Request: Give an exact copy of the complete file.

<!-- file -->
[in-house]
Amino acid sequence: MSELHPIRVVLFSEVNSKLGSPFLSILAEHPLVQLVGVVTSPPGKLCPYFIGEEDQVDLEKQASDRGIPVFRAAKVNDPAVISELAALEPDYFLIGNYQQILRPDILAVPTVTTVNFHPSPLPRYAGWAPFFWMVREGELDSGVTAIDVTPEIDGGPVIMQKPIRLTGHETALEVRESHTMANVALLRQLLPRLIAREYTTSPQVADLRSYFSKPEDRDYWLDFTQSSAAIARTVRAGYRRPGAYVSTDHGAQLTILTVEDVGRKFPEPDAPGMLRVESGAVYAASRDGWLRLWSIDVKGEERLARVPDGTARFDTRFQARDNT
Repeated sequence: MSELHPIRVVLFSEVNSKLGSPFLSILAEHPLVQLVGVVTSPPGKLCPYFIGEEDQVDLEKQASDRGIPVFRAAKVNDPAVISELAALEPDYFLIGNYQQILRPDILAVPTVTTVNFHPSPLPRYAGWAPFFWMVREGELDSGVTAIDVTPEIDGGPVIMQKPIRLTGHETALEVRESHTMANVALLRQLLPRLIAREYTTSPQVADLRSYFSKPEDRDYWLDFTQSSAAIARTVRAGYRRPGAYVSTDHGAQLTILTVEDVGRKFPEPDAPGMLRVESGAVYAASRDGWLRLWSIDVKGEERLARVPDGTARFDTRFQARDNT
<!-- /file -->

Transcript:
[in-house]
Amino acid sequence: MSELHPIRVVLFSEVNSKLGSPFLSILAEHPLVQLVGVVTSPPGKLCPYFIGEEDQVDLEKQASDRGIPVFRAAKVNDPAVISELAALEPDYFLIGNYQQILRPDILAVPTVTTVNFHPSPLPRYAGWAPFFWMVREGELDSGVTAIDVTPEIDGGPVIMQKPIRLTGHETALEVRESHTMANVALLRQLLPRLIAREYTTSPQVADLRSYFSKPEDRDYWLDFTQSSAAIARTVRAGYRRPGAYVSTDHGAQLTILTVEDVGRKFPEPDAPGMLRVESGAVYAASRDGWLRLWSIDVKGEERLARVPDGTARFDTRFQARDNT
Repeated sequence: MSELHPIRVVLFSEVNSKLGSPFLSILAEHPLVQLVGVVTSPPGKLCPYFIGEEDQVDLEKQASDRGIPVFRAAKVNDPAVISELAALEPDYFLIGNYQQILRPDILAVPTVTTVNFHPSPLPRYAGWAPFFWMVREGELDSGVTAIDVTPEIDGGPVIMQKPIRLTGHETALEVRESHTMANVALLRQLLPRLIAREYTTSPQVADLRSYFSKPEDRDYWLDFTQSSAAIARTVRAGYRRPGAYVSTDHGAQLTILTVEDVGRKFPEPDAPGMLRVESGAVYAASRDGWLRLWSIDVKGEERLARVPDGTARFDTRFQARDNT